Active Learning and Teaching Methods

Active Learning and Teaching Methods 4
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KirstyPotts,United States,Professional
Published Date:14-07-2017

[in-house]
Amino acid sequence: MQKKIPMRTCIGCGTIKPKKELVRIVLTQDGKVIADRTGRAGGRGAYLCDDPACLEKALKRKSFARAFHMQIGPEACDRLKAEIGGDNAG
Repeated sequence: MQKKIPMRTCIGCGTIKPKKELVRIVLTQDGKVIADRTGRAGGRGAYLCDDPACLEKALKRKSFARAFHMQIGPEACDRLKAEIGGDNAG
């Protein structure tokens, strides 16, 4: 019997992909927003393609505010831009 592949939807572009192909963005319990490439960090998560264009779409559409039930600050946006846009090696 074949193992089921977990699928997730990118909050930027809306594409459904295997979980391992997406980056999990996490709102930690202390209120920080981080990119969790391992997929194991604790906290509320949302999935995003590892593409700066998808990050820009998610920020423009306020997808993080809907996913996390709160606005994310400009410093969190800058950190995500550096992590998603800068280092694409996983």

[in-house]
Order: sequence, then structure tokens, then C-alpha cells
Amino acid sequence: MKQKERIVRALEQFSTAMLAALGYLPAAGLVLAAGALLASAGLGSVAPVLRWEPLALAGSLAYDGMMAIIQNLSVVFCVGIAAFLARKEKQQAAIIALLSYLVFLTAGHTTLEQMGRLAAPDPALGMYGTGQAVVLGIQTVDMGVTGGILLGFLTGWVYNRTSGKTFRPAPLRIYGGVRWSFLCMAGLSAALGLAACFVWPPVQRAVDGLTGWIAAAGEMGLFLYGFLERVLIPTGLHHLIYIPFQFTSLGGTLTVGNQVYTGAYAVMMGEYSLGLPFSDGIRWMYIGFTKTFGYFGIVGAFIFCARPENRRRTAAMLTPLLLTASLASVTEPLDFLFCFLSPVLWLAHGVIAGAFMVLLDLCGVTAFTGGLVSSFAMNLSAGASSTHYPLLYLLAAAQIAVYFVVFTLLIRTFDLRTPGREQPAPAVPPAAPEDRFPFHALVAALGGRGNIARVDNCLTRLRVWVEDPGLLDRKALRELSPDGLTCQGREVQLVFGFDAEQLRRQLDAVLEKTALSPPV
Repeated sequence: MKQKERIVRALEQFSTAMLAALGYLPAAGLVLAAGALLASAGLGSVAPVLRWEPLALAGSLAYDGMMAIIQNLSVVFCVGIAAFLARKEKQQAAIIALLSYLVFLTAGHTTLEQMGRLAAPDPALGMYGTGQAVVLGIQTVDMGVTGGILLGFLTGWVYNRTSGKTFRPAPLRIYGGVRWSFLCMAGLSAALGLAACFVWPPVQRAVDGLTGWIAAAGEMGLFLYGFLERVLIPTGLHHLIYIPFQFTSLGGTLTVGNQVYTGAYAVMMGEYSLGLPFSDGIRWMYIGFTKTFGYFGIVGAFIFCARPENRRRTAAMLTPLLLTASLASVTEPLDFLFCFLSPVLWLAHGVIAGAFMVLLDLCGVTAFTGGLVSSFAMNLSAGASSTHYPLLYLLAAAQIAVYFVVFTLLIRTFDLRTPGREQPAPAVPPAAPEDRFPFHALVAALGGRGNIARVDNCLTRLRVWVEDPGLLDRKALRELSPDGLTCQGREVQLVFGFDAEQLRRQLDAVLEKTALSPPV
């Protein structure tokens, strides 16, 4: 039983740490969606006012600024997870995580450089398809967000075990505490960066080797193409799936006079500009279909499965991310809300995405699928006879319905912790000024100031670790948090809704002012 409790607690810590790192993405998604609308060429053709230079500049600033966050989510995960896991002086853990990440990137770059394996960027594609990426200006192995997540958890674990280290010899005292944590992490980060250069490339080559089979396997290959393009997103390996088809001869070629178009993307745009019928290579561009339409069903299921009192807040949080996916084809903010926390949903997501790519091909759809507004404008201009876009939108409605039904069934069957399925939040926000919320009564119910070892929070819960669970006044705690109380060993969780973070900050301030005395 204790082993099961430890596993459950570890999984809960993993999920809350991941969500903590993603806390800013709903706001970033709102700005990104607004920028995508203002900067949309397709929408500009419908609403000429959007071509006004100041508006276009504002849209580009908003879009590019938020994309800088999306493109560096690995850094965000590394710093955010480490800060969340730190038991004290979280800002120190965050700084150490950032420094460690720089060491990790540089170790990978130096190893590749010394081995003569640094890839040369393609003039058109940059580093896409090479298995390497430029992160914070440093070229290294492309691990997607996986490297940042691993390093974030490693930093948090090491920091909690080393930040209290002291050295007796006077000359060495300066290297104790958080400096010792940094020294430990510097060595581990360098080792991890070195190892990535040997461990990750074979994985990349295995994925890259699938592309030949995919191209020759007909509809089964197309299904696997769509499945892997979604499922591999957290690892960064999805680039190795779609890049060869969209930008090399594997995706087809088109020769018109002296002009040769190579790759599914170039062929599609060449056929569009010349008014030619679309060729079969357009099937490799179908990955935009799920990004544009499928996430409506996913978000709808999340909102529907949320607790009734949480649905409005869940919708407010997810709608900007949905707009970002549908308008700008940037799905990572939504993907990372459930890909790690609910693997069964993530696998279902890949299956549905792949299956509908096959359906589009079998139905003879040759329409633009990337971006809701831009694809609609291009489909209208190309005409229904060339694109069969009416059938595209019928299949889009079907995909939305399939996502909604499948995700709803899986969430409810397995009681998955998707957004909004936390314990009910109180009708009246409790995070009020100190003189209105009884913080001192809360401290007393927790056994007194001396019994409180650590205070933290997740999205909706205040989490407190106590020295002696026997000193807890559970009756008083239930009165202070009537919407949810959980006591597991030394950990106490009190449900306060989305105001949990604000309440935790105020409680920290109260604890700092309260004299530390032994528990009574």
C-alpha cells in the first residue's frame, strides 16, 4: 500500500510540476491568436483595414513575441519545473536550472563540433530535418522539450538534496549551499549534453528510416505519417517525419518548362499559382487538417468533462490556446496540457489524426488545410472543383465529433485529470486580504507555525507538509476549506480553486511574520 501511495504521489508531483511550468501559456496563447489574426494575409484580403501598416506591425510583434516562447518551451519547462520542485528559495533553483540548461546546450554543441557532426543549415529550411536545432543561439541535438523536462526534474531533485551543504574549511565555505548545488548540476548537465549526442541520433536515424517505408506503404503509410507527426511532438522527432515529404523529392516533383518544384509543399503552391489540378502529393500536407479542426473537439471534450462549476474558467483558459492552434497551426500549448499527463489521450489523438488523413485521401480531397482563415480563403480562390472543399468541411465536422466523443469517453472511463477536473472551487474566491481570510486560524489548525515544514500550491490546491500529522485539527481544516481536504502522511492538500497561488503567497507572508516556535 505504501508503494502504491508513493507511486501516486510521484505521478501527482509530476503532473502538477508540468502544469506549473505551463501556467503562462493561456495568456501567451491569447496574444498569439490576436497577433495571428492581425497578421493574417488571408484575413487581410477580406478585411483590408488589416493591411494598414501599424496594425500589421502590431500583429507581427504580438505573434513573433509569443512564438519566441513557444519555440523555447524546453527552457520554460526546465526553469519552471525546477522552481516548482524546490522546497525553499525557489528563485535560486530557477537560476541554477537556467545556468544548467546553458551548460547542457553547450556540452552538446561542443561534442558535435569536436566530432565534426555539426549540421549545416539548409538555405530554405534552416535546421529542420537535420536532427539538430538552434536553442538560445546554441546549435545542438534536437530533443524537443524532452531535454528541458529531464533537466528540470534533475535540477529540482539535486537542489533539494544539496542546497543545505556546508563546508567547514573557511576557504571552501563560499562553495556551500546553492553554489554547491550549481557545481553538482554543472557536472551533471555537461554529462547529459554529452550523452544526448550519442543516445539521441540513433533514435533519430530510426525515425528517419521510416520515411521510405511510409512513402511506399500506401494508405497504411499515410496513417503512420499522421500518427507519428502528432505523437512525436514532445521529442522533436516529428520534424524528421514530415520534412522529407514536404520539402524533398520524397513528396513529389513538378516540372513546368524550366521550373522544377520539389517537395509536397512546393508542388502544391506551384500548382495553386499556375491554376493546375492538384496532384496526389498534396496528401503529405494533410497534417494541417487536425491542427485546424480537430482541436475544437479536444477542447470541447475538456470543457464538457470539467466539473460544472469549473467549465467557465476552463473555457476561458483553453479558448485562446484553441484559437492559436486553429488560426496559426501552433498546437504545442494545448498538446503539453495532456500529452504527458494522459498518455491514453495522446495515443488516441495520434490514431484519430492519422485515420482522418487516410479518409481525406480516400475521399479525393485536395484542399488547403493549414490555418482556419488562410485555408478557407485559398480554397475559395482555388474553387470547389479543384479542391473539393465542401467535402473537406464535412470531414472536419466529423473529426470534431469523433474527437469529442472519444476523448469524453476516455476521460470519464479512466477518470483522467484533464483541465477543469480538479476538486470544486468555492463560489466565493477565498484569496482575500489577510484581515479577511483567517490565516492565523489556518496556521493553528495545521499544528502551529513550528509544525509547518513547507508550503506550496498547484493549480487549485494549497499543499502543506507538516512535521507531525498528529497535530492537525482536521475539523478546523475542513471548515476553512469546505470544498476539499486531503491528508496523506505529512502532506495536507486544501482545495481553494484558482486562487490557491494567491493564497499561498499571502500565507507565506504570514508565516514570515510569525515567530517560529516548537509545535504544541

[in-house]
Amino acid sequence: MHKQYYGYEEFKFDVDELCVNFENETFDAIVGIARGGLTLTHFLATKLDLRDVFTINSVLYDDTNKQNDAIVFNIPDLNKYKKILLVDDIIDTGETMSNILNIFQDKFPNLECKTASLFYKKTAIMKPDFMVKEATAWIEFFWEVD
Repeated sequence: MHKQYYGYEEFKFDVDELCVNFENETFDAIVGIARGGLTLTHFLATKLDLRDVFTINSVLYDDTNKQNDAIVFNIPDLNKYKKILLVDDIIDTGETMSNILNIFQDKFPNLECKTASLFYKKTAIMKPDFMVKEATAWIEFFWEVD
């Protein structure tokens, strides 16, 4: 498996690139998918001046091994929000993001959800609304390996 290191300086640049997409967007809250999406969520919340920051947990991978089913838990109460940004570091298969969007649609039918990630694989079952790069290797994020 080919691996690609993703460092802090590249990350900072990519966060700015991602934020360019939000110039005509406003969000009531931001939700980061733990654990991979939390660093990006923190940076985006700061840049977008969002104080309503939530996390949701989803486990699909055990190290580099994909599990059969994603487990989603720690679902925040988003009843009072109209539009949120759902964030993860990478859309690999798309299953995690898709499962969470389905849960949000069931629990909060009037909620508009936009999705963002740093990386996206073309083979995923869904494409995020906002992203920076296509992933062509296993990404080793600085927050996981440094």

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Active Learning and Teaching Methods CONTENTS Active Learning and Teaching Methods Rationale 1 Section 1 - How to get the most out of using this resource 2 Section 2 – Toolkit 7 Art Spiral 7 Memory Game 46 Mind Maps Back-to-back 8 48 CAF (Consider All Mind Movies 50 9 Factors) Mysteries 51 Card Ranking 11 No Easy Answers Board 52 Carousel 12 Odd One Out 53 Clustering 13 Opinion Finders 54 Collage 14 OPV (Other People’s 55 Conscience Alley 16 Views) People Bingo 56 Consequence Wheel 17 Constructing Walls 18 PMI (Plus – Minus 57 – Interesting) Creative Matrix 19 Post-It Collection 58 Dartboard Evaluation 21 Priority Pyramid 59 Diamond Ranking 22 Revolving Circle 61 Dot Voting 23 Simulation 62 Drama Techniques 24 Snowballing 63 Each One Teach One 25 Spectrum Debate 64 Fact or Opinion 26 Stick Debate 65 Fishbone Strategy 27 SWOT (Strengths, 66 Fist-to-Five 28 Weaknesses, Five Questions 29 Opportunities, Threats) Freeze Frame 30 Tableau 67 Giant Steps 31 Taboo 68 Graffi ti Board 33 Talking Heads 69 Hassle Lines 34 Think, Pair and Share 70 Hot Air Balloon 35 Thumb Tool 71 Hot Seating 36 Traffi c Lights 72 Ideas Funnel 38 Two Stars and a Wish 73 Jeopardy 40 Using Photographs 74 Jigsaw 41 Walking Debates 75 Just a Minute 43 When the Wind Blows 77 KWL (Know – Want to 44 Word Games 78 Know – Learned) Zone of Relevance 79 Lifelines 45Acknowledgements The Partnership Management Board would like to thank the many people who contributed to the development and production of the contents of this pack. They include colleagues from: Council for the Curriculum, Examinations and Assessment (CCEA) Council for Catholic Maintained Schools (CCMS) The Education and Library Boards Regional Training Unit (RTU) Classroom 2000 (C2K) The Partnership Management Board would also like to thank all the schools who so generously allowed us to take photographs. Their participation celebrates pupils enjoying learning. Their involvement makes the materials real.Active Learning and Teaching Methods Active Learning and Teaching Methods The Revised Curriculum aims to empower our young people to develop their potential as individuals and to make informed and responsible decisions for living and working in the 21st century. Our society today needs young people who are fl exible, creative, and proactive – young people who can solve problems, make decisions, think critically, communicate ideas effectively and work effi ciently within teams and groups. The ‘knowing of knowledge’ is no longer enough to succeed in the increasingly complex, fl uid, and rapidly evolving world in which we live. In order to optimise life-long learning and potential success it is now widely accepted that young people need to have opportunities to develop personal capabilities and effective thinking skills as part of their well-rounded education. These skills are an integral part of the Revised Curriculum for Northern Ireland. Increased fl exibility in the curriculum in terms of content and time will offer teachers the opportunity to develop their pupils’ skills and capabilities concurrently with knowledge and understanding. It is hoped that this approach will actively engage students in their learning, making the learning a more relevant, enjoyable and motivational experience. Additionally, teachers will have opportunities to further develop their own skills as creative curriculum developers. The following collection is not intended to be a defi nitive resource, but one which provides practical advice to teachers on a varied range of methods which they may wish to integrate into their daily learning and teaching activities. It is hoped that teachers will fi nd it a helpful tool in planning and creating a stimulating, enriching, challenging and focused environment for both their pupils and themselves. 1Key Stages 1&2 Section 1 How to get the most out of using the resource It is hoped that Active Learning and Teaching Methods will be dipped into and referred to regularly rather than simply read and shelved, so as to provide you with innovative ideas and strategies to integrate into your teaching. Getting started – a checklist of things to think about Below are some key issues and questions that you may fi nd helpful to consider whilst planning future learning activities. Teacher Motivation For many teachers there is always more to do and they are always striving to fi nd ways of doing it better – the area of effective learning and teaching is certainly no exception. It is important that you take the time to ask yourself: • Where are you now in terms of your learning and teaching practice? • What is your motivation behind integrating active learning and teaching methods into your existing classroom practice? • How can you build on your existing practice? • What do you hope to achieve? Pupil Motivation By using active learning methodologies it is hoped that pupils will not only come to a deeper understanding of the issues involved, but also that their motivation and enthusiasm will be heightened. You may wish to think about the following points in order to increase pupils’ motivation: • Is the activity age-appropriate? • Are pupils completely aware of the aims and objectives? • Are there opportunities for pupils themselves to facilitate the activity? • Will everybody have an equal chance to participate in the activity? • Is there enough variety? 2Active Learning and Teaching Methods Classroom Dynamics Every pupil and teacher brings with them into the classroom a diversity of skills, experiences, needs and expectations. It is factors such as these which will play a large part in shaping the dynamics within the classroom. It is important that you refl ect on the dynamics of your class. Some questions to think about: • How well does the class know one another or is it a new class coming together? • Have you ever taught the class before? • Are there any specifi c needs/circumstances of individual pupils that you need to take into consideration? • What is the profi le of the class e.g. size, single sex, mixed ability etc? • Are there any specifi c needs to be taken into account in order to aid inclusivity? Preparedness Many teachers and pupils will be at different stages of experience, confi dence and skill development in relation to active methodologies. This needs to be factored into the planning of lessons. Some questions to think about: • Have the class engaged in this type of learning before? • Have you employed active learning strategies before in your teaching? – if yes how confi dent do you feel? • How do you see your role changing? • How comfortable do you feel/think you will feel in this type of classroom environment? Practicalities Classroom surroundings infl uence how teachers and pupils feel and how they act. The classroom environment must be supportive of active learning and teaching. Questions to think about: • Are your classroom surroundings conducive to active learning, for example, how much space is in your classroom, is there display space, what are the seating arrangements, where is your desk positioned etc? • How much preparation time is available? 3Key Stages 1&2 The Role of the Teacher The active and participatory classroom has implications for the role of the teacher. There is a shift from a teacher-centred model to a learner-centred approach to learning and teaching. There is also a shift from product-driven learning to process-driven. These changes encourage teachers to refl ect not only on the key principles of learning and teaching but also on their role in the process. From – To grid showing shift in the role of the teacher in creating an active classroom environment From: To: Teacher-centred classroom Learner-centred classroom Product-centred learning Process-centred learning Teacher as a ‘transmitter of knowledge’ Teacher as an organiser of knowledge Teachers as an ‘enabler’, facilitating Teacher as a ‘doer’ for children pupils in their learning Subject-specifi c focus Holistic learning focus These changes in the role of the teacher will inevitably result in transforming the role of pupils in the classroom. From – To grid showing shift in the role played by pupils in an active classroom environment From: To: Being passive recipients of knowledge Active and participatory learners Focus on answering questions Asking questions Taking responsibility for their own Being ‘spoon fed’ learning - refl ective learners Competing with one another Collaborating in their learning Wanting to have their own say Actively listening to opinions of others Learners of individual subjects Connecting their learning 4Active Learning and Teaching Methods The Teacher as Facilitator In an active classroom environment the role of a teacher is often that of a facilitator, supporting pupils as they learn and develop skills in, for example, assessing evidence, negotiation, making informed decisions, solving problems, working independently and working with others. Pupil participation and involvement in their learning is essential. Sometimes it is appropriate for the facilitator to take on a particular role/function in an attempt to enhance the learning within the class or to challenge their thinking in a new way. Some of these possible roles include: • Neutral facilitator: The facilitator enables the group to explore a range of different viewpoints without stating their own opinion. • Devil’s advocate: The facilitator deliberately adopts an opposite stance to confront people, irrespective of their own views. This method is slightly ‘tongue-in-cheek’. • Declared interests: The facilitator declares their own position so that the group knows their views. • Ally: The facilitator supports the views of a particular sub-group or individual (usually a minority) within a group. • Offi cial view: The facilitator informs the group of the offi cial position on certain issues e.g. offi cial organisations, the law etc. • Challenger: The facilitator, through questioning, challenges the views being expressed and encourages the pupils to justify their position. • Provocateur: The facilitator brings up an argument, viewpoint and information which they know will provoke the class, and which they do not necessarily believe, but because they are authentic beliefs of other individuals or groups, they present them convincingly. • In-role: The facilitator may “become” a particular person or caricature (for example a church leader or a politician), putting across their arguments and position to the class. The above facilitation roles have their advantages and disadvantages and it is important to weigh these up in planning your lessons. Questions to think about may include: • How will I feel about taking on these roles? • Can I think of areas in my existing practice to which some of these roles may be applied? • Do I sometimes take on some of these roles unconsciously? • Are there any specifi c needs in my class to be taken into account? • What strategies can I use to deal with diffi cult and challenging issues that may be raised? • Am I clear as to what my learning intentions and outcomes are for the lesson etc? 5Key Stages 1&2 ROLE OF FACILITATOR Neutral Ally Facilitator Devil’s Offi cial Advocate View ROLE OF FACILITATOR In-role Provocateur Declared Challenger Interests 6Active Learning and Teaching Methods SECTION 2: TOOLKIT ART SPIRAL Skills • Being Creative • Thinking, Decision-Making What is it? • This activity allows pupils to personally refl ect and communicate their thoughts, ideas and feelings in a creative way on a particular issue. Implications for classroom layout • A large space is needed for ease of movement and interaction. Alternatively, if pupils are seated at desks, they can use an individual piece of paper which can then be made into a group collage/spiral. How does it work? 1. A large spiral of paper is placed in the centre of an open space. The paper should be large enough to allow for easy movement and space for all pupils’ contributions. 2. Everyone in the group selects a free space on the spiral and draws something which represents their thoughts on a particular topic. The pupils might be encouraged to include a few words which spring to mind on the topic beside their drawings. 3. After an allocated time pupils might move onto another free area of the spiral and graphically represent their thoughts on a related issue. For example: Topic: Personal Development (Strand 1) • How might you represent your life experiences so far? • How might you represent your hopes for the future? • How might you represent your fears? 4. After completion of the activity, the facilitator should allow time for pupils to look at the whole spiral and view other people’s contributions. Pupils might be encouraged to develop or add to other people’s contributions. 5. A debrief afterwards might encourage pupils to communicate verbally their initial individual thoughts on the issue and then their emotions after viewing the drawings of the whole class. Were their thoughts and feelings modifi ed as a result? How did they feel if someone developed their own contribution? 7Key Stages 1&2 BACK-to-BACK Skills • Working with Others • Thinking, Problem-Solving What is it? • This activity encourages pupils to work together and to develop clarity in communication and observation. It also promotes active auditory skills. It can be easily transferred into different learning areas. Implications for classroom layout • Facilitators might wish to arrange the room in such a way that pupils are sitting back-to-back. Alternatively, pupils may sit in pairs, although care must be taken that they do not peek at each other’s visual How does it work? 1. Pupils sit back-to-back with chairs touching, so that pupils can hear each other when the activity begins. They must not look over their shoulders at any time. 2. One pupil (pupil A) receives a visual stimulus, the second pupil (pupil B) receives a piece of paper and pen/pencil. 3. Pupil A describes the visual to pupil B who must aim to draw it as accurately as possible, taking into account size, shape detail and annotation. 4. Pupil B may ask as many questions as necessary, although the facilitator may wish to set an overall time limit for the activity. 5. After the allocated time, pupils compare their drawings. 6. Pupils might then swap roles. 7. A debrief afterwards might concentrate on the nature of communication within the pairs and why the end product was close to the original, or not, as the case may be. 8Active Learning and Teaching Methods CAF (Consider All Factors) Skills • Managing Information • Working with Others • Thinking, Problem-Solving, Decision-Making What is it? • This methodology encourages pupils to think about all the relevant factors when making a decision or considering an idea. It is a useful tool before deciding and planning a particular course of action, and can be used in conjunction with a possible carousel activity to gather together a comprehensive list of factors which may determine a decision or idea. Implications for classroom layout • If used in conjunction with a carousel activity, pupils might need to rotate in groups to different desks in a room. Alternatively, pupils could remain seated and pass a fl ip chart sheet to the group beside them after the allocated time. How does it work? 1. The facilitator might want to discuss with pupils the importance of considering all factors in decision-making and planning. For example, if an important factor is forgotten, a route of action which may seem right at the time may ultimately turn out to be wrong. 2. In groups pupils could fi ll out the Consider All Factors template. Example CAF Scenario: The World Around Us A planning application has been made for a new hotel to be built in an open space in the local community. The hotel beds will cope with the growing number of tourists and interests in not only the local area, but also Northern Ireland as a whole. Business and tourism personnel are for the plan, but local residents and environmentalists are opposed. What factors should be involved in the fi nal decision? 3. Once the CAF sheets are completed, pupils might rotate in groups and view the factors which other groups have noted. They may wish to use the Two Stars and a Wish strategy as a means of peer assessment. 4. Pupils could then be given time to modify or add to their original factors based on what other groups have written on their sheets. 5. A debrief afterwards in order to bring together all factors as a whole group might be benefi cial. 9Key Stages 1&2 CAF Template Idea/Issue/scenario to be discussed: Factor 1 Advantages/pros Disadvantages/cons Interesting Factors Factor 2 Advantages/pros Disadvantages/cons Interesting Factors Factor 3 Advantages/pros Disadvantages/cons Interesting Factors After discussion of all factors, I think that… 10Active Learning and Teaching Methods CARD RANKING Skills • Working with Others • Thinking, Decision-Making What is it? • This activity allows pupils to prioritise ideas and information and discuss justifi cations for their choices. See Diamond Ranking for a further prioritising activity. Implications for classroom layout • Pupils can work at a board or wall space. Alternatively, groups can work around a table. How does it work? 1. Pupils in small groups receive a range of cards. 2. Pupils arrange them in order of importance/priority. They might do this in a straight line or build up tiers. 3. Pupils might then compare each other’s ranking as a starting point for class discussion of the issue. 4. A debrief after this activity might be benefi cial. 5. Further tools such as Five Questions might be used to explore ideas further. 11Key Stages 1&2 CAROUSEL Skills • Working with Others • Thinking, Decision-Making What is it? • This is a structured information or thought-gathering activity which generates a reasonably concise list of pupils’ thoughts and responses on a particular topic. Pupils work in small groups to convey ideas or to make suggestions as regards the issue at hand. They also have the opportunity to assess collaboratively the ideas of other groups and to use them as a possible basis for forming their own responses to questions. See Opinion Finders or Post-Its Collection for some more useful small group information-gathering activities. Implications for classroom layout • Pupils might need to rotate in groups to different desks in a room. Alternatively, pupils could remain seated and pass their fl ip chart sheet to the group beside them after the allocated time. How does it work? 1. Pupils are divided into small groups. 2. Each group is given a fl ip chart sheet or an A3 sized piece of paper with a question relevant to a particular topic at the top. Each piece of paper might have a different question. 3. Pupils work in their groups within a time limit to write down their responses, thoughts and ideas which stem from the initial question. 4. Each group might be given a different colour of pen to allow for easy identifi cation of responses afterwards. 5. After the allocated time pupils rotate to another sheet with a different question. 6. They read the responses of the previous group and discuss whether they agree or disagree. If they agree, they tick. If they disagree, they could justify this by writing an explanation. 7. Pupils then write down their own thoughts on the issue. If their ideas have stemmed from the previous groups’ written responses, they could connect the ideas with an arrow. 8. The carousel could be continued, if time permits, until each group has had the opportunity to see and respond to each question. 9. A debrief afterwards is benefi cial. 10. Carousel is also a useful evaluation tool. Questions might include: what have you learned today? What was the most surprising/shocking/interesting/useful thing for you today? What might you have done differently? 12Active Learning and Teaching Methods CLUSTERING Skills • Thinking, Decision-Making • Working with Others What is it? • This activity might be a useful tool for transferring factual information amongst pupils and for encouraging pupils to seek connections and links between statements and/or facts. See Each One Teach One for another activity useful for transferring information. Implications for classroom layout • A large space is needed for ease of movement and interaction. Alternatively, if there is not enough room, small groups of pupils could cluster the cards around a desk. Each group might then present and compare their clusters. How does it work? 1. A piece of card with a particular statement or fact is distributed to every pupil. Ideally there should be a different statement for every pupil. 2. Pupils read their statement to ensure that they understand its meaning. 3. Pupils move around and compare their statement with other pupils’ cards. 4. If two pupils decide that there is a link between their statements they form a cluster. 5. Another pupil might join the cluster if their statement is connected to other statements in the cluster. 6. Pupils might decide to break into sub-clusters if they see patterns within the connections. 7. Pupils might want to give their cluster a name. 8. Pupils might introduce their cluster and explain why they have formed a group and/ or sub-group. 9. Main fi ndings might be written on a board or fl ip chart whilst pupils are presenting their formations. 10. A debrief afterwards is benefi cial. 13Key Stages 1&2 COLLAGE Skills • Working with Others • Being Creative • Thinking, Decision-Making What is it? • This kinaesthetic activity asks pupils to represent their views on an issue or concept in a visual, creative and engaging way. It encourages pupils not only to communicate effectively, but also to develop their interpretation skills of other people’s work. Implications for classroom layout • Pupils might work in groups around a desk or set of desks. Ease of movement may be needed so that pupils can view other groups’ productions at the end of the activity. How does it work? 1. Pupils get into groups of between two to four. 2. Each group is given a relevant word, idea, issue or concept which they must represent using a range of provided materials. Such materials might include magazines, newspapers, sticky shapes, coloured card and paper, marker pens, scissors, glue and felt-tips. Example Collage Representations: Personal Development (Strand 2) • Bullying behaviour • A Right from the Human Rights’ Convention • Similarities and Differences. Example Collage Representations: The World Around Us: Historical Events • First landing on the moon • Great Fire of London • The Famine in Ireland 3. The facilitator may wish to establish a certain criteria for the collages in order to add a challenge aspect to the activity (i.e. the collages must contain a number of colours, images and words and be completed within a certain deadline, etc). 4. Once completed, pupils could move around the room carousel-fashion and view the work of other groups. They could try to guess what word, issue or concept each group in turn is trying to represent. 14Active Learning and Teaching Methods 5. An allocated presenter from each group could then present their work to the rest of the class, explaining why they chose certain magazine clippings and words in their piece of work. 6. If time allows, pupils could then peer assess each group’s work using the Two Stars and a Wish method. 7. A debrief afterwards might concentrate on the nature of the group work. Were roles allocated effectively? Who was the timekeeper, the resource manager, the presenter, the quality checker? Did groups consider and plan the overall design before starting? Did pupils choose all their resources before starting? Or did the collage ‘evolve’ as time progressed? Who presented effectively and why? 15Key Stages 1&2 CONSCIENCE ALLEY Skills • Thinking, Decision-Making • Working with Others What is it? • This role-play strategy allows pupils to gain a quick synopsis of all the issues related to a specifi c topic. It has the advantage over ‘standard’ role play in that it can be carried out reasonably quickly. It might be particularly useful for younger or less able pupils since they do not have to remain in role for very long. They also do not need to know a great deal of information about the issue as their role card will simply state who they are and how they feel about the particular scenario being discussed. See Hassle Lines for a similar activity involving role-play. Implications for classroom layout • An open space is needed for ease of movement and interaction. How does it work? 1. Explain the scenario to the pupils (for example, there has been a bullying incident outside the school gates. A parent threatens a child). 2. Then place each pupil into role by giving him or her each a role card which tells the pupil who they are and briefl y how they feel about the situation (for example, the bully, the victim, victim’s friend, bully’s mates, parent, head teacher, class teacher, etc). 3. Get pupils to stand in two lines facing each other, with a pathway up the middle. 4. Select a pupil randomly and ask them to state their role. 5. Ask remaining pupils to think of one statement they would like to make to this individual. 6. The selected pupil then walks between the lines and the remainder of the class make their statements as they pass by. (You may need to repeat this a number of times, encouraging pupils to “get into role”). 7. Debrief by asking the selected pupil which arguments they found convincing and what their view is on the scenario. 8. The activity can be repeated by selecting other pupils to walk in role through the “Conscience Alley”. 16Active Learning and Teaching Methods CONSEQUENCE WHEEL Skills • Thinking, Decision-Making, Problem-Solving • Managing Information What is it? • This activity encourages pupils to think about the direct and second order consequences of a particular event or action. Pupils map these consequences in a visual manner. See the Fishbone Strategy for another activity which asks pupils to explore causes and effects. How does it work? 1. Pupils write the main event or action in a centre circle in the middle of the page (see example). Example Events or Actions: The World Around Us • River pollution • Homelessness • Destruction of the hedgerow • Human Cloning. 2. Pupils write a direct consequence of the event in a circle which is linked to the main circle with a single line. Pupils try to think of as many direct consequences as possible. 3. Pupils then consider second order consequences. These are drawn once again in circles and linked to the direct consequences with double lines. Third order consequences have a triple line, etc. 4. Pupils could colour circles depending on whether the consequence is positive or negative. 5. Feedback afterwards could compare and contrast pupils’ consequences as well as lead into deeper exploration or arising issues through the use of tools such as Consider All Factors. 6. A debrief after this activity may be benefi cial. 17